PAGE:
If you were to ask Paul Rand, he would tell you that the primary goal of a logo is to identify. And he should know best. Many of the logos Rand created in the 1950s are still widely used to this day! What does this mean to me though? It means that as a designer, you could spend hours on a logo with precision detail – fail at creating what some would deem “a good logo,” but as long as the company uses it consistently, their audience will still be able to identify the brand with just one look.

Now this does not mean we should abandon our conventional logo design processes or start with our most experimental idea first. But it does, however, mean that these “rules” we tend to follow are not set in stone so to speak. It is pretty obvious that most graphic designers use processes that are unique to their style of work. With that being said I am going to go out on a limb here and say, there are no rules to logo design. With the disclaimer: as long as the end result is identifiable. 

There are quite a few logos that are in use today that have been around for decades! Some, of course, look very dated – mostly because they followed a trend at the time. However, there are marks that hold up well. These are the logos we can learn from. A few of my favorite examples are National Geographic, Campbells Soup, IBM, Shell, and Nike.

It is valuable for all designers to study these old logos and understand what it is about them that has worked consistently throughout the years. We are able to pick up on their characteristics and use them to make our own informed decisions when it comes time to start our design process.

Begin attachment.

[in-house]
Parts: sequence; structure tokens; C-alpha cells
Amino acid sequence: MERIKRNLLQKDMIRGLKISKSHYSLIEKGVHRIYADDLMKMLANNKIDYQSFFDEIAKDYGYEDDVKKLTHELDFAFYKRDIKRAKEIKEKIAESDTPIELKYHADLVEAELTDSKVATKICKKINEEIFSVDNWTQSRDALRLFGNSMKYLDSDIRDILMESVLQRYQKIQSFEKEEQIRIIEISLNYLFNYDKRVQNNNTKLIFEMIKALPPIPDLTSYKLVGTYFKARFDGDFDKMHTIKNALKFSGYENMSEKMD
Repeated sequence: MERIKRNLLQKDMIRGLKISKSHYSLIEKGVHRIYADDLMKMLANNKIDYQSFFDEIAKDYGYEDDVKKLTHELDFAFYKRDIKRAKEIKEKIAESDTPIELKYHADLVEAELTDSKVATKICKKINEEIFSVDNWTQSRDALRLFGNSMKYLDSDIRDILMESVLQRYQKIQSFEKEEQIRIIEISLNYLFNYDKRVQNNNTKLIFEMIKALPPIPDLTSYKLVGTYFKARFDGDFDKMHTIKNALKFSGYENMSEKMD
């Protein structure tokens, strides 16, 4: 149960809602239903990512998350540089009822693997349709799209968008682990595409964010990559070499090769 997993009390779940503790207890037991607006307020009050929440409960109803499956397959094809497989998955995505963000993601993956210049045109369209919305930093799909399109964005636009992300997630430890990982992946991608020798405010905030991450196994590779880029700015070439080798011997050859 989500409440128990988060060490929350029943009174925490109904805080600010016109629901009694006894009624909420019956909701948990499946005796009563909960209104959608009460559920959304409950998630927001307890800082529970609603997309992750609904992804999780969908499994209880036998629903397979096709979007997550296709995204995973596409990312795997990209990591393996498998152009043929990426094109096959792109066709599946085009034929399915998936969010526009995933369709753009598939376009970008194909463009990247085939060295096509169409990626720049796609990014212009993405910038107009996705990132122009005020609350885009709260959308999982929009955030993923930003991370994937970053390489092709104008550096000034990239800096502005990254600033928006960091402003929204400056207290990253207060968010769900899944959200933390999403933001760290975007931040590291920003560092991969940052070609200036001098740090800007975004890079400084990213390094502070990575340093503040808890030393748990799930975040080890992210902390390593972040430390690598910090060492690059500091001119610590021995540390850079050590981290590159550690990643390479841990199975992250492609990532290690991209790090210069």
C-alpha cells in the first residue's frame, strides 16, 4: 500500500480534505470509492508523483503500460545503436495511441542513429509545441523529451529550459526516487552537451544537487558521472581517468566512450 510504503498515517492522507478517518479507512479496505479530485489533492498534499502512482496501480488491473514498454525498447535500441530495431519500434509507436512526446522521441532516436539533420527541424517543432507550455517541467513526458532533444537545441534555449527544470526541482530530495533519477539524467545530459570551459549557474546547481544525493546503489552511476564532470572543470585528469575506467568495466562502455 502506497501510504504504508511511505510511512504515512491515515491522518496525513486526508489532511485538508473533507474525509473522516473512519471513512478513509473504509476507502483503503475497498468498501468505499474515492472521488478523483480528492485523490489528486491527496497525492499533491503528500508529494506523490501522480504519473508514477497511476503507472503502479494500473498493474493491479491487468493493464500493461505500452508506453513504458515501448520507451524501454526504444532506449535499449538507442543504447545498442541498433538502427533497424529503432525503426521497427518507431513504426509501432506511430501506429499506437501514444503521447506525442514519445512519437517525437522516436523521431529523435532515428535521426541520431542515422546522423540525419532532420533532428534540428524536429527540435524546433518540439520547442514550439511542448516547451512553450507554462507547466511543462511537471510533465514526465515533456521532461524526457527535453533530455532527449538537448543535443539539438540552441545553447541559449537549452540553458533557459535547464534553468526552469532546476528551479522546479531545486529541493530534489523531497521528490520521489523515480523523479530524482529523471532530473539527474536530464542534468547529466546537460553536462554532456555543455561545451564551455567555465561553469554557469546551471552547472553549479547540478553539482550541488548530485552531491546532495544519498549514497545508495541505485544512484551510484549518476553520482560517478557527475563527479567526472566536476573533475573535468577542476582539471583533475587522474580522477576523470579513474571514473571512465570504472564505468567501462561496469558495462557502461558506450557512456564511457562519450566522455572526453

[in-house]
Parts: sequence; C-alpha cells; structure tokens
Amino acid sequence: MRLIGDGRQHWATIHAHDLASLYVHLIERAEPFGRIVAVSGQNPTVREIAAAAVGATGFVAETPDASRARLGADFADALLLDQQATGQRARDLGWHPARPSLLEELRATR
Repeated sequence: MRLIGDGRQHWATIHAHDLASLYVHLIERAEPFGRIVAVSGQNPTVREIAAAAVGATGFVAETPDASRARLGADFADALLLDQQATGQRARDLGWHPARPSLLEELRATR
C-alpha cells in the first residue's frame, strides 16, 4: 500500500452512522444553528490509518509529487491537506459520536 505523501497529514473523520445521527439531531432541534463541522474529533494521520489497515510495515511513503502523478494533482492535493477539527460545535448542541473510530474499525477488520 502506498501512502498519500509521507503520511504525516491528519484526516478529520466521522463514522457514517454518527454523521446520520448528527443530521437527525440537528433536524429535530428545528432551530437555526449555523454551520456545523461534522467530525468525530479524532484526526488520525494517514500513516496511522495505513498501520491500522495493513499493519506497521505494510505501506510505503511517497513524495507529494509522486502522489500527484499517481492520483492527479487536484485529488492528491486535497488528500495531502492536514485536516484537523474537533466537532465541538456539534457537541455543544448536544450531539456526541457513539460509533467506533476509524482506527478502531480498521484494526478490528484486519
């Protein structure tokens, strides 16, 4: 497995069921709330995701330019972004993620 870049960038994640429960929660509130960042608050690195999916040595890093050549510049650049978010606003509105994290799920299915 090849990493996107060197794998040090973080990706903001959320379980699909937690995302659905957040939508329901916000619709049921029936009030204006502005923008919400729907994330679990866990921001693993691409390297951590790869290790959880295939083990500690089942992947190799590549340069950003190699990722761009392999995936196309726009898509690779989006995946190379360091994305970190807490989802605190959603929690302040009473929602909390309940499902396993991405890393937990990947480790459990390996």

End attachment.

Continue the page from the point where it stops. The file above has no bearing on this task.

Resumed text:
The characteristics I mentioned above are what I use personally to set a sort of “mock guidelines” for myself. Here is the characteristic checklist:

  • Simplicity – Do a quick Google search of the “logo evolution” for your favorite brands. You will find out pretty quickly that logos are constantly simplified and refined over time.
  • Differentiation – This should go without being said; it is important to make sure your logo is easily recognizable when compared side by side to other brands within the same field.
  • Relevancy – Referring to the relevance of the logo style in the industry it will be used in.
  • Memorability – Creating a mark that is remembered. For this, color schemes play a vital role. For example, if someone showed you red next to gold – I am sure most people’s initial thought is the golden arches of McDonald’s.
  • Scalability – One of the most important, creating a mark that is just as effective at a small scale as it is when made large.
  • Legibility – Can it be read? Ask yourself this question while designing. It is easy to get caught up looking at your screen from a foot’s distance. I find it helpful to save my work, scoot my chair back, and take a look at my composition from across the room.
  • Versatility – Interchangeable with flexibility. Referring to the use of your logo on more than just one color background. Designing with the idea in mind that your mark may not always be seen on a white artboard is crucial. Having a versatile logo that stands out on all possible applications reinforces its ability to identity. 

When starting your logo design process, keep these characteristics in mind. For an extra bit of accuracy, some designers use grid systems and the golden ratio to ensure their mark is pristine and well laid out. Logo design in Raleigh, NC is one of our specialties. Contact us today if you are interested in rebranding or are in the need of a complete brand identity from scratch!

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